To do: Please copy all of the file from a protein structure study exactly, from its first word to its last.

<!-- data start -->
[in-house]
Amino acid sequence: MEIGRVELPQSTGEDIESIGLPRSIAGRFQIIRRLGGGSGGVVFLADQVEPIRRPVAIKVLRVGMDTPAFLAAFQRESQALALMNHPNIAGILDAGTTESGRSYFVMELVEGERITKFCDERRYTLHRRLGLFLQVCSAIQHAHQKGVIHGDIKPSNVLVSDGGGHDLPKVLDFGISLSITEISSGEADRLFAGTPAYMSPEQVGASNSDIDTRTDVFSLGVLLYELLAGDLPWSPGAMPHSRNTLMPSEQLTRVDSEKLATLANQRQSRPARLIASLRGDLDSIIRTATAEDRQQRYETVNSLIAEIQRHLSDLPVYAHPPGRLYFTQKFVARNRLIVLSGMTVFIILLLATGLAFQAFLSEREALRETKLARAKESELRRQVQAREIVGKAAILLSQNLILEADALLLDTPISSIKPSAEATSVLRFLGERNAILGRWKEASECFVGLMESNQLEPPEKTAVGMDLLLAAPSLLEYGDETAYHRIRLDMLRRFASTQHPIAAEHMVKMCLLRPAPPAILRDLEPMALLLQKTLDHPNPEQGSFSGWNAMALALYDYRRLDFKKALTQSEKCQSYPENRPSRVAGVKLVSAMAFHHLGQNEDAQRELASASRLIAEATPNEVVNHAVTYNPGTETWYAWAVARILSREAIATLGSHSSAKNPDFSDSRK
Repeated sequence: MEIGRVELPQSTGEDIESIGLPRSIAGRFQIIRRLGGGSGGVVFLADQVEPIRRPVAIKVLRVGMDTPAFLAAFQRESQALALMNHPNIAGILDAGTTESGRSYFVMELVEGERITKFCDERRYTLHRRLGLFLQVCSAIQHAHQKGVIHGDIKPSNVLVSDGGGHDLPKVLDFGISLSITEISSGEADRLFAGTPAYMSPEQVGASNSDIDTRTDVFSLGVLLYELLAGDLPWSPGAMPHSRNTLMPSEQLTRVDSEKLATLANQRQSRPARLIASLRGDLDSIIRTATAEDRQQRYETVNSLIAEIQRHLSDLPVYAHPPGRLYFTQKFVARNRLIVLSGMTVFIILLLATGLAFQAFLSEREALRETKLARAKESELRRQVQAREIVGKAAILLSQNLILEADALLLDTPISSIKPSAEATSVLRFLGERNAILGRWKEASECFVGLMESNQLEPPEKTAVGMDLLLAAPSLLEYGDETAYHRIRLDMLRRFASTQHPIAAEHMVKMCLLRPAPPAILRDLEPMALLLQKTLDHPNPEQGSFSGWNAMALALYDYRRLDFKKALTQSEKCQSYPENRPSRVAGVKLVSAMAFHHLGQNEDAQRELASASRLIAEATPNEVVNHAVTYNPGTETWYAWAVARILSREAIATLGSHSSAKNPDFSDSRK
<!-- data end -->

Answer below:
[in-house]
Amino acid sequence: MEIGRVELPQSTGEDIESIGLPRSIAGRFQIIRRLGGGSGGVVFLADQVEPIRRPVAIKVLRVGMDTPAFLAAFQRESQALALMNHPNIAGILDAGTTESGRSYFVMELVEGERITKFCDERRYTLHRRLGLFLQVCSAIQHAHQKGVIHGDIKPSNVLVSDGGGHDLPKVLDFGISLSITEISSGEADRLFAGTPAYMSPEQVGASNSDIDTRTDVFSLGVLLYELLAGDLPWSPGAMPHSRNTLMPSEQLTRVDSEKLATLANQRQSRPARLIASLRGDLDSIIRTATAEDRQQRYETVNSLIAEIQRHLSDLPVYAHPPGRLYFTQKFVARNRLIVLSGMTVFIILLLATGLAFQAFLSEREALRETKLARAKESELRRQVQAREIVGKAAILLSQNLILEADALLLDTPISSIKPSAEATSVLRFLGERNAILGRWKEASECFVGLMESNQLEPPEKTAVGMDLLLAAPSLLEYGDETAYHRIRLDMLRRFASTQHPIAAEHMVKMCLLRPAPPAILRDLEPMALLLQKTLDHPNPEQGSFSGWNAMALALYDYRRLDFKKALTQSEKCQSYPENRPSRVAGVKLVSAMAFHHLGQNEDAQRELASASRLIAEATPNEVVNHAVTYNPGTETWYAWAVARILSREAIATLGSHSSAKNPDFSDSRK
Repeated sequence: MEIGRVELPQSTGEDIESIGLPRSIAGRFQIIRRLGGGSGGVVFLADQVEPIRRPVAIKVLRVGMDTPAFLAAFQRESQALALMNHPNIAGILDAGTTESGRSYFVMELVEGERITKFCDERRYTLHRRLGLFLQVCSAIQHAHQKGVIHGDIKPSNVLVSDGGGHDLPKVLDFGISLSITEISSGEADRLFAGTPAYMSPEQVGASNSDIDTRTDVFSLGVLLYELLAGDLPWSPGAMPHSRNTLMPSEQLTRVDSEKLATLANQRQSRPARLIASLRGDLDSIIRTATAEDRQQRYETVNSLIAEIQRHLSDLPVYAHPPGRLYFTQKFVARNRLIVLSGMTVFIILLLATGLAFQAFLSEREALRETKLARAKESELRRQVQAREIVGKAAILLSQNLILEADALLLDTPISSIKPSAEATSVLRFLGERNAILGRWKEASECFVGLMESNQLEPPEKTAVGMDLLLAAPSLLEYGDETAYHRIRLDMLRRFASTQHPIAAEHMVKMCLLRPAPPAILRDLEPMALLLQKTLDHPNPEQGSFSGWNAMALALYDYRRLDFKKALTQSEKCQSYPENRPSRVAGVKLVSAMAFHHLGQNEDAQRELASASRLIAEATPNEVVNHAVTYNPGTETWYAWAVARILSREAIATLGSHSSAKNPDFSDSRK